If Saturday's season-opening Sprint U.S. Grand Prix is any indication, get ready for a winterlong game of Can You Top This. How else to describe a halfpipe snowboarding contest where 90 points was only good enough for sixth place?
In the end, Luke Mitrani's spectacular first run -- which scored 96.4 on a 100-point scale -- topped a rare display of near-flawless runs and ridiculous trick sequences to win the season opener under bluebird skies at Copper Mountain, Colo. Thanks to Mitrani's tweaked grabs and impeccable style, Louie Vito's three double corks and frontside 1260 were only good enough for second, despite earning a 95.2 score.
Mitrani, 21, took second last year at the same event, but he wasn't thinking about redemption after Saturday's finish. He was simply stunned to have won what many in the crowd were calling one of the best contests they'd ever seen.
"It's crazy, because I actually didn't even snowboard once this summer," Mitrani said. "I just skateboarded a lot, and it took my mind off of snowboarding. To jump back into it, it's pretty crazy to win a contest. I'm shocked."
Vito, the No. 1 qualifier, called it an "intense day." He said he only threw the 1260 -- for the first time since last January, at that -- because Mitrani's first run upped the ante. Said Greg Bretz, whose 94.2 was only enough for third (!): "It's definitely heavy for the first contest of the year."
Ryo Aono (92.0, including a backside 1080), Christian Haller (91.0) and Benjamin Farrow (90.0) rounded out the 90-point scorers. But the top three stood above the rest thanks to a string of tricks that went like this:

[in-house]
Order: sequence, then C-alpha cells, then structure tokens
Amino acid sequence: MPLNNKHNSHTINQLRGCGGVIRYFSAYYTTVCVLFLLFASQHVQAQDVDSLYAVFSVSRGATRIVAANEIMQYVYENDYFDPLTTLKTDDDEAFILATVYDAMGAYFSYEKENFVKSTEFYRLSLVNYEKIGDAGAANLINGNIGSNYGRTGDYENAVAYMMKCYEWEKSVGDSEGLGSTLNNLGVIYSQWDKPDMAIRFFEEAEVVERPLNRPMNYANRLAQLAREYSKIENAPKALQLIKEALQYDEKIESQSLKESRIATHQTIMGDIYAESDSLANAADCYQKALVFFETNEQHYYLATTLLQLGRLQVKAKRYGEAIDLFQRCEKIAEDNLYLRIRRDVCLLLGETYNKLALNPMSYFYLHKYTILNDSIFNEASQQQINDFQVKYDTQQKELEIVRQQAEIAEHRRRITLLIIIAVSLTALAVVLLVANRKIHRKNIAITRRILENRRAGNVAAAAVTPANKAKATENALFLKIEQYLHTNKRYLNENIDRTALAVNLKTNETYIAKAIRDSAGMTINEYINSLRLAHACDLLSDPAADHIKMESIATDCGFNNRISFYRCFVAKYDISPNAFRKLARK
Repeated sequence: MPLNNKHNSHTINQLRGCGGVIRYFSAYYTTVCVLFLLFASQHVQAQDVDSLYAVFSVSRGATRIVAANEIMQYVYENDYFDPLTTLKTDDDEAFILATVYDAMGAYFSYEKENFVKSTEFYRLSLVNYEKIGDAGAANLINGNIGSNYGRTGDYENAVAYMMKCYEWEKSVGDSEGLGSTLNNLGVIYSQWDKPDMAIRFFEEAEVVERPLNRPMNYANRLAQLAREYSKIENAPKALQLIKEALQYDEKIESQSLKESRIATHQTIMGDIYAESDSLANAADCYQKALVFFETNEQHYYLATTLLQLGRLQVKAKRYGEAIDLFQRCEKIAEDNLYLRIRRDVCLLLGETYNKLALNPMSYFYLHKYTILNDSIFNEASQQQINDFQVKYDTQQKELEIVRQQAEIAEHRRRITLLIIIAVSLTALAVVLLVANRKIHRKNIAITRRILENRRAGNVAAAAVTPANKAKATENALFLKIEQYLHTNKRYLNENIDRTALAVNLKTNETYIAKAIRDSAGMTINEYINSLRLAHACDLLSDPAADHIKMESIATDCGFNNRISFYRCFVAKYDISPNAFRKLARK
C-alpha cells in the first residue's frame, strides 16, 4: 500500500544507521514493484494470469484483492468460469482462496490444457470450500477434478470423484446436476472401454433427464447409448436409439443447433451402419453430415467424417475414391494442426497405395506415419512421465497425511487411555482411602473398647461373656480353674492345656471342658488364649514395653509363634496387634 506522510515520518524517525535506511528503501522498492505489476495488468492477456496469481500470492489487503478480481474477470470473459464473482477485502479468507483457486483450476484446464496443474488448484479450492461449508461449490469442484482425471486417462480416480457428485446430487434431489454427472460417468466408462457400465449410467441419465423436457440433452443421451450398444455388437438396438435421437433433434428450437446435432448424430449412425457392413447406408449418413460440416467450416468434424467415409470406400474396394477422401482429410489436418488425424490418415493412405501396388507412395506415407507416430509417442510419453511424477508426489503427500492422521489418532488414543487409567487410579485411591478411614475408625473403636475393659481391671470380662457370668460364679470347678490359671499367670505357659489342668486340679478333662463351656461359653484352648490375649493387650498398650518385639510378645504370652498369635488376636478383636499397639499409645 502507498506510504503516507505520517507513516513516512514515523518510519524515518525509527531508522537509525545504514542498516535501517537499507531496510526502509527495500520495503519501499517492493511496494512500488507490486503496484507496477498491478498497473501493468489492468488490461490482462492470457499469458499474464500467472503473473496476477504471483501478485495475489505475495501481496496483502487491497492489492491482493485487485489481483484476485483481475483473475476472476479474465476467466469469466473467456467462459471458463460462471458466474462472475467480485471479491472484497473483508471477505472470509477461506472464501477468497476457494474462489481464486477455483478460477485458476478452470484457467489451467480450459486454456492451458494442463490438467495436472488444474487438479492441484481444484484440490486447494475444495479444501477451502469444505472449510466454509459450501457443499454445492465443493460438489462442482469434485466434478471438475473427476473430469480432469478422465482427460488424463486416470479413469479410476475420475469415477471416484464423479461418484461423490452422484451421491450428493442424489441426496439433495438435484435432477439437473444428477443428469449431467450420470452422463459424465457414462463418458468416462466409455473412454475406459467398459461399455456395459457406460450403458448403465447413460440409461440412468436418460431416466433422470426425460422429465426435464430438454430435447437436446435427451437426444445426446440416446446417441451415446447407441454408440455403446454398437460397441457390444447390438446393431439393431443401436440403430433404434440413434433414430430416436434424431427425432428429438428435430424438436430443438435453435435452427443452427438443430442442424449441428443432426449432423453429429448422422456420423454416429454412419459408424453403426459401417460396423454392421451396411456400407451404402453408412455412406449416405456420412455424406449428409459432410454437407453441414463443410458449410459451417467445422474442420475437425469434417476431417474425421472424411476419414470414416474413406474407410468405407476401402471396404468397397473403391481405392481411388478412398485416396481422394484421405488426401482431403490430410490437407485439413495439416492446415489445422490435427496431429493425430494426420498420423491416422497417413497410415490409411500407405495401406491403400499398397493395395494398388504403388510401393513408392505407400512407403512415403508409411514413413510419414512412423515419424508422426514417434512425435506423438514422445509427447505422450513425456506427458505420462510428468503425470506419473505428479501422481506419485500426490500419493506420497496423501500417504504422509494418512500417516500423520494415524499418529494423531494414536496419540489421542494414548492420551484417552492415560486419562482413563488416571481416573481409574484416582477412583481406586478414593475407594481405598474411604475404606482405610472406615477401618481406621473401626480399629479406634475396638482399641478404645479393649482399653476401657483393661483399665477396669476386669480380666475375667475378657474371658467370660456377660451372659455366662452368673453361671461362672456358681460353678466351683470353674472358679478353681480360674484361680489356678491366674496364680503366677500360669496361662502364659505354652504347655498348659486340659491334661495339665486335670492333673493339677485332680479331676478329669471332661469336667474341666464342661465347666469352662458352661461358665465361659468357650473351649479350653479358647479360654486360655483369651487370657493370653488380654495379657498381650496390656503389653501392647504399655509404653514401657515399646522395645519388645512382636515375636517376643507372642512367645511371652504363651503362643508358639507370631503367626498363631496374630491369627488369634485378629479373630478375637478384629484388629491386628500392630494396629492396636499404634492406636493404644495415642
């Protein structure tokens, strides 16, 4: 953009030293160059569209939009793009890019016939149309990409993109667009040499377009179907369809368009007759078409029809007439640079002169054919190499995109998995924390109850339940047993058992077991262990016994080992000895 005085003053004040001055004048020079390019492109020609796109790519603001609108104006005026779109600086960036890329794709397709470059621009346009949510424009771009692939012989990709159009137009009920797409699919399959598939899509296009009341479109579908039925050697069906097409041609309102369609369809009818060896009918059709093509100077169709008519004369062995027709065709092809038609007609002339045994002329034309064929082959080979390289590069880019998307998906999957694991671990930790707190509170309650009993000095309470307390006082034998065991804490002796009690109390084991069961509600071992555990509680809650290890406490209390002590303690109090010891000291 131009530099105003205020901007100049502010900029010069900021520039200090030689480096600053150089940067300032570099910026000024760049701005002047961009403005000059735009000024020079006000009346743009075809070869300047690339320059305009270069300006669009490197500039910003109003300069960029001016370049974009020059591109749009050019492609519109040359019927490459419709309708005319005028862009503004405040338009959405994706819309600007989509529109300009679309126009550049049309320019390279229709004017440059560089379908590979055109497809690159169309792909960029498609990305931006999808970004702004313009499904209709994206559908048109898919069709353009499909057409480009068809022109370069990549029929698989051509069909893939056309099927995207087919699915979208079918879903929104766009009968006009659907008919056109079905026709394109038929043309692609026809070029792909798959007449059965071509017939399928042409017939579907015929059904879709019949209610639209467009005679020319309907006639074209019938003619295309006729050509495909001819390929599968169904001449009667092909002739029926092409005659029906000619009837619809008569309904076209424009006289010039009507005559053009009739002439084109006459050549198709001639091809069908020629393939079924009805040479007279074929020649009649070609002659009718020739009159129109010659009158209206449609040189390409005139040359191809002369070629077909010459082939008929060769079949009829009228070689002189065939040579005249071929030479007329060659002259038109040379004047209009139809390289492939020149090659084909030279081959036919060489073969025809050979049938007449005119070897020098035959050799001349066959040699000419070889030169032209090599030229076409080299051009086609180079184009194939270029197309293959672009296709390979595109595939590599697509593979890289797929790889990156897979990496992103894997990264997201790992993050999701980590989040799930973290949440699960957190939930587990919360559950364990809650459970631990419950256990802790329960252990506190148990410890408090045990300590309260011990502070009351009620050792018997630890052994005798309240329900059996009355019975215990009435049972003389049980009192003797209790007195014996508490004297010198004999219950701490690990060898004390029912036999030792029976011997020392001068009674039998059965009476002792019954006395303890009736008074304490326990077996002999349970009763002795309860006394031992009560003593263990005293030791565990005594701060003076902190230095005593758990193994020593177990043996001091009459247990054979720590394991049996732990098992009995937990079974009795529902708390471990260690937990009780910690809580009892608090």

Mitrani: double Michalchuk, frontside 9, backside indy, front 10, cab double 10.
Vito: double Crippler, method, front double 10, cab double 10, front 12.
Bretz: air to fakie, cab 10, front 9, back 9, front double cork.
"It's wild, man," Mitrani said. "The contest scene each year just progresses more and more. Since the last Olympics, everyone's just getting better and better, more and more consistent with the double corks. I'm scared, I'm scared for next year. I need to quit now."
In the women's final, two-time Olympic medalist Kelly Clark reminded everyone why she has been next to untouchable in a halfpipe since last winter began. After falling early in her first run on a 900 attempt, Clark, 28, rebounded with a stellar second run for a winning score of 92.6 -- nearly six points better than runner-up Maddy Schaffrick.
"It's never ideal to fall first run in finals, it definitely puts the pressure on," said Clark, who opted not to throw her 1080 due to the first-run fall. "But I just tried to stay focused and I really look at it as an opportunity to overcome instead of a threat to take away my goal for the day. I knew exactly what I did wrong my first run and I just went out and fixed it my second run."
Clark said her goal the past two seasons has been to raise her stock run above everyone else's best run. "It's hard to compare yourself to where you finished last season," she said, "but I can compare myself to where I was at this time last year, and I'm ahead of where I was."
Schaffrick, a bubbly 17 year old from Steamboat Springs, Colo., earned a career-best result with an 86.8 on her first run. Later, when asked why she had orange and black whiskers on her face, she said: "My face is painted like a tiger so that I have the eye of the tiger at all times."
Spanish rider Queralt Castellet, the morning's No. 1 qualifier, took third. Olympic medalists Gretchen Bleiler and Hannah Teter struggled, with Bleiler washing out on both of her runs and Teter failing to make the final.
The contest season continues next weekend at Breckenridge with the first of three stops on the Winter Dew Tour.